Vessel with Palace Scene

A.D. 600-800



  • Maya


  • Rio Azul


  • Guatemala

Object Info

Object: vessel
Not currently on view
Object ID: 2003.1


Ceramic with colored slips


Funds from various donors, Volunteer Endowment Fund, and department acquisition funds


About the Artist

We don’t know the name of the artist who made this vessel, but it’s apparent that they were very skilled. The artist was able to give the human figures depicted on the vessel depth and substance, conveying individual personalities and even humor. A hieroglyphic text encircles the top of the vessel and occurs within the painted scene. It took great skill to paint both the figures and hieroglyphs with such control.

The glyphic text indicates that this vessel was probably made in what is now Guatemala. Vessels like this were made from local clays and other materials that were added for strength. Before firing the vessel, the artist covered it with a white or orange slip, a mixture of clay and water, to serve as background color. The artist then painted images and designs onto the polished surface with mineral-pigmented slips. The last step was to fire the vessel in an open pit.

What Inspired It

This particular vessel tells a tale of social mobility. The inscription identifies the owner, the man seated on the dais with arm outstretched, as Naahbnal K’inich, a district governor (not a ruler) for the Río Azul area. Behind him are his brothers, and surrounding them are all his worldly goods, including three bags of beans, proudly presented as a display of wealth. That he, a secondary magistrate, could afford to commission this vessel, painted in the style of a royal palace scene but representing his household, signals his newly attained status. While the assembled men participate openly in the event, two women (seated on the right) are shielded from public view. Probably members of the noble household, they appear to listen to the discussion with interest.

Life in noble Maya courts was both luxurious and sophisticated. Maya cities incorporated elaborate stone and stucco architecture, carved ruler portraits on free-standing stone slabs, and painted large-scale mural scenes. Elegant, multi-colored painted ceramics were owned and used by the elite, that a member of the non-ruling class could afford to commission this vessel is a makes it unique.

Bags of  Beans
Bags of Beans

The Maya used cacao as the basis for chocolate drinks and as a form of currency. Many cylinder vessels represent wealth via bags of cocao, but, uniquely the man who commissioned this vessel depicted three bags of beans on the step below him to represent his status.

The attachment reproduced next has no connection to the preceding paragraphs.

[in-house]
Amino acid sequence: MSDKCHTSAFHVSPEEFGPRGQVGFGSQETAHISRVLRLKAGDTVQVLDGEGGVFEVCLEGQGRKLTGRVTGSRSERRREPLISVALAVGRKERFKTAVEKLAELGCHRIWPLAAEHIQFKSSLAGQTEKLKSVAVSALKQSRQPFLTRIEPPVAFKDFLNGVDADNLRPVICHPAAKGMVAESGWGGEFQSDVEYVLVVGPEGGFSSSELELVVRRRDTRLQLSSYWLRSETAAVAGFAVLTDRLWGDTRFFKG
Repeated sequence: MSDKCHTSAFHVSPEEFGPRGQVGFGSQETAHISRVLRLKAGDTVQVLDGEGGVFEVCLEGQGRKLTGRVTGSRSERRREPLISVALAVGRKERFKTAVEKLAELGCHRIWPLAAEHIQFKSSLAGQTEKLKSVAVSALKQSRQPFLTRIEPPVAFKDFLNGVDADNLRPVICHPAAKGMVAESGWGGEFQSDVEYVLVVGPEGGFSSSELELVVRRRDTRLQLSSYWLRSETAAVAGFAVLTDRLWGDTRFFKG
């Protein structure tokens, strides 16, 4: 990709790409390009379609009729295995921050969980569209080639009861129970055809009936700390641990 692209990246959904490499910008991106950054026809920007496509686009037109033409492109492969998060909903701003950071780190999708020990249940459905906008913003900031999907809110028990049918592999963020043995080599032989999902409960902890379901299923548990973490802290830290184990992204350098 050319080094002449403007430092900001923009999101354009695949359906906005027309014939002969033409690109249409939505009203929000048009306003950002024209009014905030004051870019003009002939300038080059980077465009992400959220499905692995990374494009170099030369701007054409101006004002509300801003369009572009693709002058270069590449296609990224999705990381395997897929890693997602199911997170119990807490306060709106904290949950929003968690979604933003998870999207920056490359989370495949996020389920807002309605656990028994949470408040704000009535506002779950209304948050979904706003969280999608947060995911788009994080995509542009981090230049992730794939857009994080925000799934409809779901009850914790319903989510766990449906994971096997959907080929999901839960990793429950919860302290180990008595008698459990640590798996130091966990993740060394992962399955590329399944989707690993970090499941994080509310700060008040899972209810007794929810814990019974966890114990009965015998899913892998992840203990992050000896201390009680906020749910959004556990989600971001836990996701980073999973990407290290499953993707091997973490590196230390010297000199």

Cacao Vessel
Cacao Vessel

Directly in front of the principle lord is a tall cylindrical vessel, most likely filled with a chocolate beverage.

Sloping Forehead
Sloping Forehead

A sloping forehead and elongated head shape were signs of beauty among the Maya elite. Sometimes, an infant’s still soft head was bound between boards to achieve the desired head shape, emphasizing a smooth unbroken line between the nose and the forehead.

Pink Wash
Pink Wash

A delicate pink wash shades the inscriptions and the scene. The colored wash provides the vessel with a distinct look.


The artist has arranged the ten figures in an interior space that features a two-level platform, curtains, and woven mats.


The painted inscription records the name of the large central figure, who is the ruler of the court (Nabnal K’inich Lakam). It also names his father (Yuknoom K’awiil), from the site of Rio Azul in present-day Guatemala. The inscription also identifies the vessel as a drinking vessel for cacao or chocolate.

Teaching Resources

Funding for object education resources provided by a grant from the Morgridge Family Foundation. Additional funding provided by the William Randolph Hearst Endowment for Education Programs, and Xcel Energy Foundation. We thank our colleagues at the University of Denver Morgridge College of Education.

The images on this page are intended for classroom use only and may not be reproduced for other reasons without the permission of the Denver Art Museum. This object may not currently be on display at the museum.